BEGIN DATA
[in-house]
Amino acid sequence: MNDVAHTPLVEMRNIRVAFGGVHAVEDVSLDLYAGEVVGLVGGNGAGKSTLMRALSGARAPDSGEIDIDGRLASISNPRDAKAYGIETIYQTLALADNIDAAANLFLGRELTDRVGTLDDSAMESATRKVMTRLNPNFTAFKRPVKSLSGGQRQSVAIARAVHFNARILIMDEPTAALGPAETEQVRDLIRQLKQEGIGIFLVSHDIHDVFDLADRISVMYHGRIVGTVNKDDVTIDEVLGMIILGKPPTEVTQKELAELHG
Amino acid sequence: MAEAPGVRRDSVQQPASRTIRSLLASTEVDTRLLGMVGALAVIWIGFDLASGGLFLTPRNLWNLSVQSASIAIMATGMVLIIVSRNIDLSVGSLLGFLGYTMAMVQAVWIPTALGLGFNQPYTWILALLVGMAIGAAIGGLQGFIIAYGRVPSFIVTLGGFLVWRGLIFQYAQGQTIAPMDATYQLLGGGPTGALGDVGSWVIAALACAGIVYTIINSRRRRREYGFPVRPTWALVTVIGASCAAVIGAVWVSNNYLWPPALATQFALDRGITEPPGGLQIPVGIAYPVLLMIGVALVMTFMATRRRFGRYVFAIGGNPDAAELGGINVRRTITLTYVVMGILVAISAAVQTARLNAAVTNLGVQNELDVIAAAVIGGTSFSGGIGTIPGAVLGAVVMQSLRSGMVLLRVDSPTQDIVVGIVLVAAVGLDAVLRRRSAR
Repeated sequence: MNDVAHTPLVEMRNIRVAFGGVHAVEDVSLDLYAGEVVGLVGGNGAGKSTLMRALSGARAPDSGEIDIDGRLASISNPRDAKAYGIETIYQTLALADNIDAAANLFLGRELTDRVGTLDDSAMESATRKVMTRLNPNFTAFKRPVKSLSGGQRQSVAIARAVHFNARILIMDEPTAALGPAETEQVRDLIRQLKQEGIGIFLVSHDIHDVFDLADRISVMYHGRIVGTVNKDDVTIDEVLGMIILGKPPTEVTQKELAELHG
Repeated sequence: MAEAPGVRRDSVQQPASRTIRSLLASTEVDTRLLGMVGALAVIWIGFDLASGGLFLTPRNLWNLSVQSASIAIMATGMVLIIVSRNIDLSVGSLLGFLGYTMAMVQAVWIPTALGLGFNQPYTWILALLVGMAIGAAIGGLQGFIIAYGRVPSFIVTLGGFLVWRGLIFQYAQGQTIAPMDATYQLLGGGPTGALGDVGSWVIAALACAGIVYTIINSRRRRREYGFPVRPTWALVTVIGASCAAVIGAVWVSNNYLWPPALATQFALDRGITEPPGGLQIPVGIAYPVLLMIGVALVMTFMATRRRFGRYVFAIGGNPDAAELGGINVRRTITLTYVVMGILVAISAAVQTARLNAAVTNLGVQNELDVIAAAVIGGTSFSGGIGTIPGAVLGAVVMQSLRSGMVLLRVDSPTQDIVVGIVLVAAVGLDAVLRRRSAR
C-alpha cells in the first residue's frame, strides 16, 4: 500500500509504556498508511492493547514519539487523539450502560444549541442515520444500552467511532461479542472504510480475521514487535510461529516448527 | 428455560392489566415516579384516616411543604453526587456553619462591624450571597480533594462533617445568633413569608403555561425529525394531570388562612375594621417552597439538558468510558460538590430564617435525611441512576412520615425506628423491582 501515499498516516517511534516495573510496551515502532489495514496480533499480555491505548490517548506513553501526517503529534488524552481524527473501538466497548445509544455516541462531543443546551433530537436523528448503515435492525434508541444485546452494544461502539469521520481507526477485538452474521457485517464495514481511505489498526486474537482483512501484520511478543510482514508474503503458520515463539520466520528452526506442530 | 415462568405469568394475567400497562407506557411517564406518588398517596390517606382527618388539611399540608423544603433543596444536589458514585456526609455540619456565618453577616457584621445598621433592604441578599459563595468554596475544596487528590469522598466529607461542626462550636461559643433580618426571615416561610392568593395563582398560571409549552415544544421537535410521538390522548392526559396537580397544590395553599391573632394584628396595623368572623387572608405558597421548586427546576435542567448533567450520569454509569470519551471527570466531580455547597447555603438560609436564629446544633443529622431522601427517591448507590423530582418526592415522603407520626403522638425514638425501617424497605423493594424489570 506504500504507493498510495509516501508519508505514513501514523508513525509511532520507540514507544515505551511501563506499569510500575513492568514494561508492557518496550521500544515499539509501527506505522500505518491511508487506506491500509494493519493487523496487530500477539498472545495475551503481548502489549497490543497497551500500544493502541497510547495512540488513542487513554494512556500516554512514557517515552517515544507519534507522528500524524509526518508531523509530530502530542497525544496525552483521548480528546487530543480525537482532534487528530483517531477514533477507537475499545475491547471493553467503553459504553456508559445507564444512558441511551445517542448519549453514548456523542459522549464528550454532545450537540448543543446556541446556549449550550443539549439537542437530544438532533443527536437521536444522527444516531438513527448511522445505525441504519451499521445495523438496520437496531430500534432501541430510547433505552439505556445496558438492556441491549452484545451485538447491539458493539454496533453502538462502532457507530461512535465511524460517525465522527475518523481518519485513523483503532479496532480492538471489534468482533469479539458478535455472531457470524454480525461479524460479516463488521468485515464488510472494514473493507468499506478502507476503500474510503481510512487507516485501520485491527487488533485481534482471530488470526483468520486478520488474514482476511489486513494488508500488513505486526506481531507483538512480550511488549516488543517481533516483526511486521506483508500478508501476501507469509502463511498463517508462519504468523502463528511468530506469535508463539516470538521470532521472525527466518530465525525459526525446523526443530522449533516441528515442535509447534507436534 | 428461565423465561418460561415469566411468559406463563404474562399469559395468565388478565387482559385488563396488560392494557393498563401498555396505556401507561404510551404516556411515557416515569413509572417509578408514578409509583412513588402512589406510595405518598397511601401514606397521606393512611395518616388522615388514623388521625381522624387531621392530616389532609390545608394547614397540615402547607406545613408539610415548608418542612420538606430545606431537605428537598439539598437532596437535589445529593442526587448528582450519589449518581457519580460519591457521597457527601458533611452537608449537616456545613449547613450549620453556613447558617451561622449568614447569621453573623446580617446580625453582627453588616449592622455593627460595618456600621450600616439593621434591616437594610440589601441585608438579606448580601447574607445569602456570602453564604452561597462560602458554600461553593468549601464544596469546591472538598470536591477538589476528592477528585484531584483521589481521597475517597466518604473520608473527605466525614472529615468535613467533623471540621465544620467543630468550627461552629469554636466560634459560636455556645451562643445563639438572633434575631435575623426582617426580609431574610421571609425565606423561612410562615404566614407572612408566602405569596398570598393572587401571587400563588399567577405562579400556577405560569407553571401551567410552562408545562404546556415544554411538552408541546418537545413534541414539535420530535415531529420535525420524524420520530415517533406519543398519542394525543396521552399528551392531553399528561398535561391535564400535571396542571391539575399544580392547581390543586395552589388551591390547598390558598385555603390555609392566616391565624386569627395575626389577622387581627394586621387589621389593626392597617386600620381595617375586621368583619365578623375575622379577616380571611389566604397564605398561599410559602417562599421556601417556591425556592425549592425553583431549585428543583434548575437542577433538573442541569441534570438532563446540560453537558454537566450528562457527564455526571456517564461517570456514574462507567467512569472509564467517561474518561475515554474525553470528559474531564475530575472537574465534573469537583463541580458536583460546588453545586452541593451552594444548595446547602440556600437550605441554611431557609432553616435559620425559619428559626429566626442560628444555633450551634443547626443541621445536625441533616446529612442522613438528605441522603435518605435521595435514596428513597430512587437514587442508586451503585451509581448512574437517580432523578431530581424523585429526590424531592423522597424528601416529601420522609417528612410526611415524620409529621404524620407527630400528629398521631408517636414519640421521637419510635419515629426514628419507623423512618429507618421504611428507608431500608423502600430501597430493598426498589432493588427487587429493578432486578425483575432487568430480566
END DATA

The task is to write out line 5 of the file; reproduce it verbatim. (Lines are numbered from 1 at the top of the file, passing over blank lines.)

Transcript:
Repeated sequence: MAEAPGVRRDSVQQPASRTIRSLLASTEVDTRLLGMVGALAVIWIGFDLASGGLFLTPRNLWNLSVQSASIAIMATGMVLIIVSRNIDLSVGSLLGFLGYTMAMVQAVWIPTALGLGFNQPYTWILALLVGMAIGAAIGGLQGFIIAYGRVPSFIVTLGGFLVWRGLIFQYAQGQTIAPMDATYQLLGGGPTGALGDVGSWVIAALACAGIVYTIINSRRRRREYGFPVRPTWALVTVIGASCAAVIGAVWVSNNYLWPPALATQFALDRGITEPPGGLQIPVGIAYPVLLMIGVALVMTFMATRRRFGRYVFAIGGNPDAAELGGINVRRTITLTYVVMGILVAISAAVQTARLNAAVTNLGVQNELDVIAAAVIGGTSFSGGIGTIPGAVLGAVVMQSLRSGMVLLRVDSPTQDIVVGIVLVAAVGLDAVLRRRSAR